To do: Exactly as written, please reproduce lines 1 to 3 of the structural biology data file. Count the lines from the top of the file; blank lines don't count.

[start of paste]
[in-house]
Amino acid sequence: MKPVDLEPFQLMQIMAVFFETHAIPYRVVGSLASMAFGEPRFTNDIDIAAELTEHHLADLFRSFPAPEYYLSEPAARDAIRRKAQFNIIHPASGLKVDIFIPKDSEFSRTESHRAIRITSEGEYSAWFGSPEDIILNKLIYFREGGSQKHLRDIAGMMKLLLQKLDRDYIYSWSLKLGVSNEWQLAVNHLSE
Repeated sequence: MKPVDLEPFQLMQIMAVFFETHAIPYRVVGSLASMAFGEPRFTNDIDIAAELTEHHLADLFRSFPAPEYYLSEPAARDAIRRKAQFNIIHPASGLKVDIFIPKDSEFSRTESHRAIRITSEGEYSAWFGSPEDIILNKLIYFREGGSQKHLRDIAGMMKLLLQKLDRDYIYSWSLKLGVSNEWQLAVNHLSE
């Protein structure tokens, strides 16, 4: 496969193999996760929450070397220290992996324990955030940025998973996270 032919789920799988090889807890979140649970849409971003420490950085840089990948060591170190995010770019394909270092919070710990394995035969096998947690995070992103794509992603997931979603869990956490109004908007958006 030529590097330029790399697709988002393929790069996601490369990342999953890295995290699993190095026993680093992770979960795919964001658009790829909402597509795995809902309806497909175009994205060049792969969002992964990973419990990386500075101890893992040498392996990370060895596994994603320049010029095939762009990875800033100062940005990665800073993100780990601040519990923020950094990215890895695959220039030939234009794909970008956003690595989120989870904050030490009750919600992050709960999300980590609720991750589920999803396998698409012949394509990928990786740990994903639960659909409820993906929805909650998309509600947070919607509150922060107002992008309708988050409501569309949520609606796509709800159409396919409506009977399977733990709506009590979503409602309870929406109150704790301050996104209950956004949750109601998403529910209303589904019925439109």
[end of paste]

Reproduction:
[in-house]
Amino acid sequence: MKPVDLEPFQLMQIMAVFFETHAIPYRVVGSLASMAFGEPRFTNDIDIAAELTEHHLADLFRSFPAPEYYLSEPAARDAIRRKAQFNIIHPASGLKVDIFIPKDSEFSRTESHRAIRITSEGEYSAWFGSPEDIILNKLIYFREGGSQKHLRDIAGMMKLLLQKLDRDYIYSWSLKLGVSNEWQLAVNHLSE
Repeated sequence: MKPVDLEPFQLMQIMAVFFETHAIPYRVVGSLASMAFGEPRFTNDIDIAAELTEHHLADLFRSFPAPEYYLSEPAARDAIRRKAQFNIIHPASGLKVDIFIPKDSEFSRTESHRAIRITSEGEYSAWFGSPEDIILNKLIYFREGGSQKHLRDIAGMMKLLLQKLDRDYIYSWSLKLGVSNEWQLAVNHLSE